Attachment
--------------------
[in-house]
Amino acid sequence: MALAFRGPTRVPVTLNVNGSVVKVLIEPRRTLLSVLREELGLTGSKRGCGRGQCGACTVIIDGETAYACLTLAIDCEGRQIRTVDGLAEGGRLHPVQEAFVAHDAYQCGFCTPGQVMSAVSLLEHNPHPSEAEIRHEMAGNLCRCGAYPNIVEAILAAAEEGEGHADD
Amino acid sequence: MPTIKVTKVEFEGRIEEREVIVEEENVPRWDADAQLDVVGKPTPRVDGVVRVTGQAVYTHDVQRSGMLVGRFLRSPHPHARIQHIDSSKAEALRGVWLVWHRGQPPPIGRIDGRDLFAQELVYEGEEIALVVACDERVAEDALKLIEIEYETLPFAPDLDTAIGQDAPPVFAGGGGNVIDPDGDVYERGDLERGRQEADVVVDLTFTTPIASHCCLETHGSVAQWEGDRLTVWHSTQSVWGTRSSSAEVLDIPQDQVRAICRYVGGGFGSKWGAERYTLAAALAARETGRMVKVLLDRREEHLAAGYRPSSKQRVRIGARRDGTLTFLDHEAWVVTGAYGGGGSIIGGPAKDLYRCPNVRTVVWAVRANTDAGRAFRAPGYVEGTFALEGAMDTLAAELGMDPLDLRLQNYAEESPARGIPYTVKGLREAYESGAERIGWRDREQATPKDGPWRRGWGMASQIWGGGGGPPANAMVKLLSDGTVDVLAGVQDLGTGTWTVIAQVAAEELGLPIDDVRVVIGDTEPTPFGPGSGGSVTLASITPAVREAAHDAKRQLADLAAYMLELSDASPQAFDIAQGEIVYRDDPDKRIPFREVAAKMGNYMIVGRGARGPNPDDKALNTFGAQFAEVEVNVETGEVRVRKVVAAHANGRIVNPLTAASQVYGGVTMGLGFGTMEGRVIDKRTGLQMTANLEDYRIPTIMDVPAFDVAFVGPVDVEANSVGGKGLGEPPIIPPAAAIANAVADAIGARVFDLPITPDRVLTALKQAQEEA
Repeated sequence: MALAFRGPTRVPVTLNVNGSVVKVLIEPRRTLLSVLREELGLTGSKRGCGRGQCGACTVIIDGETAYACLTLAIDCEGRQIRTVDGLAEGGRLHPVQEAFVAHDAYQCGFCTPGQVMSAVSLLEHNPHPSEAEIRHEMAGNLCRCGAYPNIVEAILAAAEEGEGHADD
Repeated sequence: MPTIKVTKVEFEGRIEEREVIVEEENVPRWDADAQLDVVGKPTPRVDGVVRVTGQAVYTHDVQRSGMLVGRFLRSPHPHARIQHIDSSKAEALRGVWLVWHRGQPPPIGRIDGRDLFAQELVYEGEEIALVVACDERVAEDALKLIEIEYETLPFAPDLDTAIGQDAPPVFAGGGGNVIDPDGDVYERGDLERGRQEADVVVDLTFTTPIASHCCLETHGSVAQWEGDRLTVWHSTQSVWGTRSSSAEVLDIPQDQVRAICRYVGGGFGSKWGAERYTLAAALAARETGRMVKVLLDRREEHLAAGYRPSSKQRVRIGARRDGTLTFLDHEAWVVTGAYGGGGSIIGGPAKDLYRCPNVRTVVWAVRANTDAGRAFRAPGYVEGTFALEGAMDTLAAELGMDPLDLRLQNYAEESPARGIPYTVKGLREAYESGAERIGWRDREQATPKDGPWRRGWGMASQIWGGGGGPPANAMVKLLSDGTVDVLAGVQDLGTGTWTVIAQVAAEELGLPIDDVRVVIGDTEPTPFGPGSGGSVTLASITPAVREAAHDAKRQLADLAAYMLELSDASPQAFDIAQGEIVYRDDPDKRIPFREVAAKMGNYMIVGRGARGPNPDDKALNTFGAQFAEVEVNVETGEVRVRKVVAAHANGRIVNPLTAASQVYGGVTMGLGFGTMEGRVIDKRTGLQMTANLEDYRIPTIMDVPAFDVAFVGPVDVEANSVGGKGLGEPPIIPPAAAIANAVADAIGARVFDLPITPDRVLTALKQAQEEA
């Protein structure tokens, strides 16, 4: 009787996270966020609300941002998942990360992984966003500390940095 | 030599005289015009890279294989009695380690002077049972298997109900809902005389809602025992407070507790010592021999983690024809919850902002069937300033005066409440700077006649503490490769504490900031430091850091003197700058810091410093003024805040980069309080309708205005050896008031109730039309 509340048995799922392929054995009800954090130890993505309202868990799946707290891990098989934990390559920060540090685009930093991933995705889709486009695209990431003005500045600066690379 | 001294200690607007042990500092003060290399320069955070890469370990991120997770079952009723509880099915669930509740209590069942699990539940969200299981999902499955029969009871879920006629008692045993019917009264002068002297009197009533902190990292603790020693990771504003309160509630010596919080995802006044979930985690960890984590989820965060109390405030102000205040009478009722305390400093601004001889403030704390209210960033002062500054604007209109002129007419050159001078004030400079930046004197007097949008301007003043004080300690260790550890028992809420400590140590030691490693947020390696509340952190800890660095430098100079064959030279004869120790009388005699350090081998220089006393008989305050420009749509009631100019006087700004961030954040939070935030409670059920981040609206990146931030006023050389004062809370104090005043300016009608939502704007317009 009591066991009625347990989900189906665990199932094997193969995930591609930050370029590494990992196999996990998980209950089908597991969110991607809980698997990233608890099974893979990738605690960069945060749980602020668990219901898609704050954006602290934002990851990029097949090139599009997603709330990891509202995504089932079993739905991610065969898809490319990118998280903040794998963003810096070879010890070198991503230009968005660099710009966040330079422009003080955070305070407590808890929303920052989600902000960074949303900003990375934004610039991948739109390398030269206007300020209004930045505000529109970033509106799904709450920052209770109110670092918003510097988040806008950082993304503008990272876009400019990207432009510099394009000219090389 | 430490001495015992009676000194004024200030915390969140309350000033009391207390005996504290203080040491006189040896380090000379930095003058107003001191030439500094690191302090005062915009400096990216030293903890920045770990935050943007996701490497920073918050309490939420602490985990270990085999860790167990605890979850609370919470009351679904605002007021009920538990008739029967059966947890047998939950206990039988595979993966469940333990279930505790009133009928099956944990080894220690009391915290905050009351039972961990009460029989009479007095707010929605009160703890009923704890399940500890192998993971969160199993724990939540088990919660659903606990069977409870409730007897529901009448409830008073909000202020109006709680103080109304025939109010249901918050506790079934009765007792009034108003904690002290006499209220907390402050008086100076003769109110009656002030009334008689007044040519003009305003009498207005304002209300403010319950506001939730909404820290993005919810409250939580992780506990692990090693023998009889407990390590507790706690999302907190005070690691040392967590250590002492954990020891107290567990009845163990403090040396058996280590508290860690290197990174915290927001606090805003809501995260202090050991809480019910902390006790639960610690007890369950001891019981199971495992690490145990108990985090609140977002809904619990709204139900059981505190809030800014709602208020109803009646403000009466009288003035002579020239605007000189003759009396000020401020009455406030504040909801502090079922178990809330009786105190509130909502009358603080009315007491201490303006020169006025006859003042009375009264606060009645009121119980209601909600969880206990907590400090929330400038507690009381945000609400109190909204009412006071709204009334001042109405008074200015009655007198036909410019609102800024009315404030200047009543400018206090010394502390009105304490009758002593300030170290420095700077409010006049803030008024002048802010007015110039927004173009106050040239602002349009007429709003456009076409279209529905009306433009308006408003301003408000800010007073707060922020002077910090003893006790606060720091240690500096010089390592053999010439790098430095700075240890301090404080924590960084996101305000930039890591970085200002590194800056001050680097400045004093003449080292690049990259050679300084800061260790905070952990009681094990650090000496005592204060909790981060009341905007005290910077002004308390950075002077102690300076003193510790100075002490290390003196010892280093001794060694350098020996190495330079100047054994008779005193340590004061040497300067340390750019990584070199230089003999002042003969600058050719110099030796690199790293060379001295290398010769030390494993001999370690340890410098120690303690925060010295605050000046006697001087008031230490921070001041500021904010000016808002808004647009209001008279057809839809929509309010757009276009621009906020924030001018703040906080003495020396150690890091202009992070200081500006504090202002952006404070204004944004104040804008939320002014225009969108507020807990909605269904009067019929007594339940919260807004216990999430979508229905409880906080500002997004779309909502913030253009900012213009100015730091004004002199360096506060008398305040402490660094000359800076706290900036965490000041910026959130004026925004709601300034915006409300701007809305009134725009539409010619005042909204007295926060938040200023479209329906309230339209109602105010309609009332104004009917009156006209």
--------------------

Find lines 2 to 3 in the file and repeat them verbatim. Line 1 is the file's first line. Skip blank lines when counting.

Amino acid sequence: MALAFRGPTRVPVTLNVNGSVVKVLIEPRRTLLSVLREELGLTGSKRGCGRGQCGACTVIIDGETAYACLTLAIDCEGRQIRTVDGLAEGGRLHPVQEAFVAHDAYQCGFCTPGQVMSAVSLLEHNPHPSEAEIRHEMAGNLCRCGAYPNIVEAILAAAEEGEGHADD
Amino acid sequence: MPTIKVTKVEFEGRIEEREVIVEEENVPRWDADAQLDVVGKPTPRVDGVVRVTGQAVYTHDVQRSGMLVGRFLRSPHPHARIQHIDSSKAEALRGVWLVWHRGQPPPIGRIDGRDLFAQELVYEGEEIALVVACDERVAEDALKLIEIEYETLPFAPDLDTAIGQDAPPVFAGGGGNVIDPDGDVYERGDLERGRQEADVVVDLTFTTPIASHCCLETHGSVAQWEGDRLTVWHSTQSVWGTRSSSAEVLDIPQDQVRAICRYVGGGFGSKWGAERYTLAAALAARETGRMVKVLLDRREEHLAAGYRPSSKQRVRIGARRDGTLTFLDHEAWVVTGAYGGGGSIIGGPAKDLYRCPNVRTVVWAVRANTDAGRAFRAPGYVEGTFALEGAMDTLAAELGMDPLDLRLQNYAEESPARGIPYTVKGLREAYESGAERIGWRDREQATPKDGPWRRGWGMASQIWGGGGGPPANAMVKLLSDGTVDVLAGVQDLGTGTWTVIAQVAAEELGLPIDDVRVVIGDTEPTPFGPGSGGSVTLASITPAVREAAHDAKRQLADLAAYMLELSDASPQAFDIAQGEIVYRDDPDKRIPFREVAAKMGNYMIVGRGARGPNPDDKALNTFGAQFAEVEVNVETGEVRVRKVVAAHANGRIVNPLTAASQVYGGVTMGLGFGTMEGRVIDKRTGLQMTANLEDYRIPTIMDVPAFDVAFVGPVDVEANSVGGKGLGEPPIIPPAAAIANAVADAIGARVFDLPITPDRVLTALKQAQEEA